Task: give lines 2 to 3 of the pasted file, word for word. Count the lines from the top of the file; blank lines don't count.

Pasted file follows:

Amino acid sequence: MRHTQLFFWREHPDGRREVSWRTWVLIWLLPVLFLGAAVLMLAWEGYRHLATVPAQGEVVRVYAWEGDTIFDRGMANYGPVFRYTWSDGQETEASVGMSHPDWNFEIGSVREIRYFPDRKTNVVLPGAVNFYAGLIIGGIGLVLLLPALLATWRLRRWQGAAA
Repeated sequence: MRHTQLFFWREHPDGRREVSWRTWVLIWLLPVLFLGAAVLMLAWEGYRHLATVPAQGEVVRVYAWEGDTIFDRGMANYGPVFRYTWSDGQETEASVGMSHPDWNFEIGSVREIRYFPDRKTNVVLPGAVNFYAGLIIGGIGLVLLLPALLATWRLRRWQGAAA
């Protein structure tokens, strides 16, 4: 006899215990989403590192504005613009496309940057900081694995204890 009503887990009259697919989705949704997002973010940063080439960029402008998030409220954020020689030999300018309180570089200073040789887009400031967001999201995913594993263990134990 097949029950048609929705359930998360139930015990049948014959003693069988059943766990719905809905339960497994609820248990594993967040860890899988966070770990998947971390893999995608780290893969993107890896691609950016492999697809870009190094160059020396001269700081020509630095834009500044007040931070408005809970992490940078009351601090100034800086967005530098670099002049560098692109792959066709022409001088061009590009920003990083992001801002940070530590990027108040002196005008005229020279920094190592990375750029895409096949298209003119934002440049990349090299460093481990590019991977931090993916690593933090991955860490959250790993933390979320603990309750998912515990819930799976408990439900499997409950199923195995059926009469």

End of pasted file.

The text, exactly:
Repeated sequence: MRHTQLFFWREHPDGRREVSWRTWVLIWLLPVLFLGAAVLMLAWEGYRHLATVPAQGEVVRVYAWEGDTIFDRGMANYGPVFRYTWSDGQETEASVGMSHPDWNFEIGSVREIRYFPDRKTNVVLPGAVNFYAGLIIGGIGLVLLLPALLATWRLRRWQGAAA
């Protein structure tokens, strides 16, 4: 006899215990989403590192504005613009496309940057900081694995204890 009503887990009259697919989705949704997002973010940063080439960029402008998030409220954020020689030999300018309180570089200073040789887009400031967001999201995913594993263990134990 097949029950048609929705359930998360139930015990049948014959003693069988059943766990719905809905339960497994609820248990594993967040860890899988966070770990998947971390893999995608780290893969993107890896691609950016492999697809870009190094160059020396001269700081020509630095834009500044007040931070408005809970992490940078009351601090100034800086967005530098670099002049560098692109792959066709022409001088061009590009920003990083992001801002940070530590990027108040002196005008005229020279920094190592990375750029895409096949298209003119934002440049990349090299460093481990590019991977931090993916690593933090991955860490959250790993933390979320603990309750998912515990819930799976408990439900499997409950199923195995059926009469």